Contents: Prisoners of Conscience: An interview with the Reverend Richard Stevens • Thank you • News Notes Needs Your Help • New Book • Southern Africa News Calendar October and November 1984 • Note on Terminology • TRIALS AND DETENTIONS ARE CONTINUING! • Acronyms and Abbreviations • The newsletter reports on November 27, 1984 the Reverend Richard Stevens appeared at a benefit reception for Amnesty International Boston; Mr. Stevens, a minister in South Africa's Dutch Reformed Church Sendingkerk (for Coloureds), is now working on his doctorate in theology at Princeton University. The newsletter includes material drawn from Mr. Stevens' talk at the reception and from an interview conducted afterward by IDAF. The newsletter discusses apartheid, Nelson, Mandela, the Dutch Reformed Church, the World Alliance of Reformed Churches, Allan Boesak, Afrikaners, the University of the Western Cape, the University of Cape Town, Student Action for Nonracial Education (SANE), Steve Biko, Neil Aggett, SASO (South African Students' Organization), FNLA, ANC (African National Congress), Foreign Minister "Pik" Botha, President P.W. Botha, Commissioner of Police Johan Coetsee, Popo Molefe, the UDF (United Democratic Front), Prime Minister Robert Mugabe, Harvard University's Committee on Shareholder Responsibility, the FBI, sanctions, divestment, Jerry Kau, the National Auto and Allied Workers Union (NAAW), the Ciskei bantustan, Lesotho Prime Minister Leabua Jonathan, MNR, President Samora Machel, Evo Fernandes, the Nkomati accord, trade, U.S. bank loans, the South African military and police, Law and Order Minister Louis le Grange, Archie Gumede, the British consulate, Murugan Naidoo, Goerge Sewpersad, Mewa Ramgobin, President Reagan, "constructive engagement", SADF (South African Defence Force), 21 Battalion, Billy Nair, Paul David, Justice van Heerden, Kader Hassim, French Foreign Minister Claude Cheysson, UN Resolution 435, the Contact Group, military conscription, the Citizenship Amendment Act, the Council of South African Students (COSAS), British MP Donald Anderson, the Natal Indian Congress, the Mariental prison camp, the Kassinga refugee camp, AG9, the Nobel Peace Prize, Bishop Desmond Tutu, detainees, Gen. Jacinto Veloso, banned persons, the UN Special Committee Against Apartheid, Archbishop Dennis Hurley, the Koevoet counterinsurgency force, the Catholic Church, President Daniel arap Moi, Cuban troops in Angola, Peter Storey, the Methodist Church of Southern Africa, the British Anti-Apartheid Movement, arms smuggling, township of Sebokeng, Trevor Manuel, Boipatong, the PFP (Progressive Federal Party), Malawian President Hastings Banda, SWAFT (South West Africa Territorial Force), SWAPO (South West Africa People's Organization), the Council of Churches in Namibia, Soweto, rubber bullets, tear gas, Dirk Mudge , DTA (Democratic Turnhalle Alliance), Moses Katjiuongua, SWANU, Andreas Shipanga, SWAPO-D, the SACC (South African Council of Churches), Trevor Armstong Tutu, Denis Worrall, the Kwazakela township, kaNgwane, kwaZulu, the Vaal Triangle, Johnson Hlubi, the Orange Vaal General Workers Union, the Council of Unions of South Africa (CUSA), the National Union of Mineworkers, the International Confederation of Free Trade Unions, diamond smuggling, Zulu chief Gatsha Buthelezi, Ngwavuma, Assistant Secretary of State Chester Crocker, Defense Minister Magnus Malan, Administrator General of Namibia Dr. Willie van Niekerk, the Labor Party, Zola Budd, Israeli Foreign Minister Yitzhak Shamir, Defense Minister Rabin, the Transvaal Regional Stayaway Committee, the Rotanda Civic Association, Daniel Nkosi, Thomas Motsile, Chris Dlamini, the Metal and Allied Workers Union, the Media and Research Services Union, the Release Mandela Committee, the Municipal and General Workers Union, the Detainees' Parents Support Committee, the Sweet Food and Allied Workers Union, Sasol, Black Christmas, Mongezi Radebe, Matsoso Ramakoa, the Sharpeville Civic Association, UNITA (National Union for the Total Independence of Angola), MPLA (Popular Movement for the Liberation of Angola), SACTU (South African Congress of Trade Unions), Kate Philip, NUSAS (National Union of South African Students), Guy Berger of the Media and Research Services, John Campbell, the Metal and Allied Workers Union, the Vaal Ministers Solidarity Committee, the Rev. Lord McCamel, Steve Tshete, the OAU (Organization of African Unity), Helen Suzman, the Prohibition of Political Interference Act, St. Paul's Cathedral, Angolan President dos Santos, Julius Nyerere, Witness Mangwende, Ivor Lang, Benjamin Tucker, Sir Geoffrey Howe, the South African Institute of Race Relations, PAC (Pan Africanist Congress), Black Consciousness organizations, Walter Fauntroy, the Association of Chambers of Commerce, the Criminal Procedures Act, Cyril Ramaphosa, Charles Hayes, Joseph Lowery, the United Auto Workers (UAW), Edward Kennedy, the Federated Chamber of Industries, and Andimba Toivo ja Toivo. [Note: Toivo's name is often spelled Toivo ya Toivo.]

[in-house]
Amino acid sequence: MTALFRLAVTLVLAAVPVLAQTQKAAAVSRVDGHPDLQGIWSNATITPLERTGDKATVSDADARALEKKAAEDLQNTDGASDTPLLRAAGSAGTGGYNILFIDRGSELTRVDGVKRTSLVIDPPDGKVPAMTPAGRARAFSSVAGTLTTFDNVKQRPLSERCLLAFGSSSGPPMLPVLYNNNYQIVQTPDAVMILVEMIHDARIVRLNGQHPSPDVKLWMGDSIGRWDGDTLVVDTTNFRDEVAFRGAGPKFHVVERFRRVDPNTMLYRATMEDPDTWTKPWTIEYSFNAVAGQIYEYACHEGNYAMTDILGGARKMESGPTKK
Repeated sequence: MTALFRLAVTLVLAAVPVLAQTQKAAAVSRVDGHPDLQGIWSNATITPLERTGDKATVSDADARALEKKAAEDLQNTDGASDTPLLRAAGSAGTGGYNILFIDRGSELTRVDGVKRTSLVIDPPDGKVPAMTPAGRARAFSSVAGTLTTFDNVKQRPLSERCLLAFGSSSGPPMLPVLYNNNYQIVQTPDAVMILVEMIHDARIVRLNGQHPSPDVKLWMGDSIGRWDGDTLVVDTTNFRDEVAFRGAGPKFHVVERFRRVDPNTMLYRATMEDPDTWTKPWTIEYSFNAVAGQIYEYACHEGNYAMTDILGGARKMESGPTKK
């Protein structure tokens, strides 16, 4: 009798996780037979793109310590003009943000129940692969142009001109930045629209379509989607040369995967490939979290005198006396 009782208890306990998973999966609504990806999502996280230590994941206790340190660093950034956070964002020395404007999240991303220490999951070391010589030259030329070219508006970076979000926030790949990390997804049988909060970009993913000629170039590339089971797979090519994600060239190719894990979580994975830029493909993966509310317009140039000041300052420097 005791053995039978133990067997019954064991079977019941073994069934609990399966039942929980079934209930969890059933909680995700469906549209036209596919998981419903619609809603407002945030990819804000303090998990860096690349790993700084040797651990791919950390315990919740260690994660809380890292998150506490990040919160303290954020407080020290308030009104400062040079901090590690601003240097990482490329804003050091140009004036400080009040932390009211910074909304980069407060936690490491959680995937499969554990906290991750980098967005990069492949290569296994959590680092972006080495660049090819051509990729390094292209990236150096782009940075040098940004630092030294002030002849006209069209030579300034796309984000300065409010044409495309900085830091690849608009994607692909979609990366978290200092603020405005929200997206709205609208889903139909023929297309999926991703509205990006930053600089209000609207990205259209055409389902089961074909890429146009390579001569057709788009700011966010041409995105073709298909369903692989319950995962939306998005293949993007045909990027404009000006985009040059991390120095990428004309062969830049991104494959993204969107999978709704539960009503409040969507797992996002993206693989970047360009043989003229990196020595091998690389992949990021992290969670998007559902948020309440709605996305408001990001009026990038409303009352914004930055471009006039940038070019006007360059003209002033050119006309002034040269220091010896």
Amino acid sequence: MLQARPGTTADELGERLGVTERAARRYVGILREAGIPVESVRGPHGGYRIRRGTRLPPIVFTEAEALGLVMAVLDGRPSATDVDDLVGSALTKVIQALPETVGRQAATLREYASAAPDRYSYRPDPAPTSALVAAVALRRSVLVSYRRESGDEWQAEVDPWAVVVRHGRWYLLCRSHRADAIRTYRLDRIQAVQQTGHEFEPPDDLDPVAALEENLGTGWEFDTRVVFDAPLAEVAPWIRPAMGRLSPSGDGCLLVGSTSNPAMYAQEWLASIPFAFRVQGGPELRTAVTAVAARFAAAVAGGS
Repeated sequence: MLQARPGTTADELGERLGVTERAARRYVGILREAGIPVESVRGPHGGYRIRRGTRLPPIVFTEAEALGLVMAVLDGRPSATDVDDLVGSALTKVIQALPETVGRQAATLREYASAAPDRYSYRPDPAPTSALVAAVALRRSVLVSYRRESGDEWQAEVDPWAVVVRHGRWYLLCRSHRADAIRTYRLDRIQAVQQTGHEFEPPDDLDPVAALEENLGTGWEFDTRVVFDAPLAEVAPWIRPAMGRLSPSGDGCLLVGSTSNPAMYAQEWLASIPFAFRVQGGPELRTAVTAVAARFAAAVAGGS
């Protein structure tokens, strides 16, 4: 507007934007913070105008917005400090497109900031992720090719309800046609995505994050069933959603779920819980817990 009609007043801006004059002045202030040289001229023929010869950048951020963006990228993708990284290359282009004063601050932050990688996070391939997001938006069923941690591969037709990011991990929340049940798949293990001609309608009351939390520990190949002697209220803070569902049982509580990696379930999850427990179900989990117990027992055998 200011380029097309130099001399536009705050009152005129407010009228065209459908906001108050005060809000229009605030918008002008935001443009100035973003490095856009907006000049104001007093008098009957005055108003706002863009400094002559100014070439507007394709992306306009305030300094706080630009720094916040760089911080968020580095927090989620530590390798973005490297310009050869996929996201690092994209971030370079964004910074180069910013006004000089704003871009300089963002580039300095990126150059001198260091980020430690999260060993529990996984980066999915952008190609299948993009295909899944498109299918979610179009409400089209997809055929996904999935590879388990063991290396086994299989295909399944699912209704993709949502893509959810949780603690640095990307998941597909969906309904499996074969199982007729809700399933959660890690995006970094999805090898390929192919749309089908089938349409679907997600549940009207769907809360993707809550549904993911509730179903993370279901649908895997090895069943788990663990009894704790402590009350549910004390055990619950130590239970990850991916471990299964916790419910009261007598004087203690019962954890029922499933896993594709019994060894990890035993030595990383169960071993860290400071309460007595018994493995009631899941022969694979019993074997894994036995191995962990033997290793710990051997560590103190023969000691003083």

Used by permission of a former staff member of the International Defense and Aid Fund for Southern Africa, United States Committee.
Collection: International Defense and Aid Fund for Southern Africa, United States Committee (Geoff Wisner collection), Michigan State University Libraries Special Collections